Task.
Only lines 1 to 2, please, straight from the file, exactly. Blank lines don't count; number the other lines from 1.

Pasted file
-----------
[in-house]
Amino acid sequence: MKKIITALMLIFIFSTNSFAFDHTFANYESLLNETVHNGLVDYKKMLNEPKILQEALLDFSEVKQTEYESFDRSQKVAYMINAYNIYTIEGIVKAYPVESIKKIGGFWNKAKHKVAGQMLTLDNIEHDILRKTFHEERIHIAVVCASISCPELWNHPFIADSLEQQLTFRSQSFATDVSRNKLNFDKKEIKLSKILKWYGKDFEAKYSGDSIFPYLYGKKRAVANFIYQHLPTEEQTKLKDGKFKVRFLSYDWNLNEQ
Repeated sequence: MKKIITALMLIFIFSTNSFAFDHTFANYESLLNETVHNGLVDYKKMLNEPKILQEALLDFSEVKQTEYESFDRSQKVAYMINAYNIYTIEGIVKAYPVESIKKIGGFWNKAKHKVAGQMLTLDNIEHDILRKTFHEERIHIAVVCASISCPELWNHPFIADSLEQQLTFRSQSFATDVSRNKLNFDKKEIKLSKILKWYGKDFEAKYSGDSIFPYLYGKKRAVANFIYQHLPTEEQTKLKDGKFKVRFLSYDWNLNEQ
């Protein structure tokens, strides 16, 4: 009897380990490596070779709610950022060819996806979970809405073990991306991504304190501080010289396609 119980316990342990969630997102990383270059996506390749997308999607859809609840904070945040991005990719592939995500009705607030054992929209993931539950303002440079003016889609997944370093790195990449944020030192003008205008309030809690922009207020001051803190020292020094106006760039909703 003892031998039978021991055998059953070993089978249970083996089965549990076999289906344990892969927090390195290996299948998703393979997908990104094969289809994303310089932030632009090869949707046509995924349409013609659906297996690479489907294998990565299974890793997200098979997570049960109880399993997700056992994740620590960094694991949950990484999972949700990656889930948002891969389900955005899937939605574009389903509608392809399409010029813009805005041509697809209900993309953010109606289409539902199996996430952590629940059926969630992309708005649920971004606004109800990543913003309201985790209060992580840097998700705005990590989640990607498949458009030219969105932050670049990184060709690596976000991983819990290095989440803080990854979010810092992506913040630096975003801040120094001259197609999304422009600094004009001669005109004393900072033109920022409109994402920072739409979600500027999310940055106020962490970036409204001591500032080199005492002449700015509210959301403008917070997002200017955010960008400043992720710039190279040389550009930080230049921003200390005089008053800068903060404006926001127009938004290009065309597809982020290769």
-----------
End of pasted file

[in-house]
Amino acid sequence: MKKIITALMLIFIFSTNSFAFDHTFANYESLLNETVHNGLVDYKKMLNEPKILQEALLDFSEVKQTEYESFDRSQKVAYMINAYNIYTIEGIVKAYPVESIKKIGGFWNKAKHKVAGQMLTLDNIEHDILRKTFHEERIHIAVVCASISCPELWNHPFIADSLEQQLTFRSQSFATDVSRNKLNFDKKEIKLSKILKWYGKDFEAKYSGDSIFPYLYGKKRAVANFIYQHLPTEEQTKLKDGKFKVRFLSYDWNLNEQ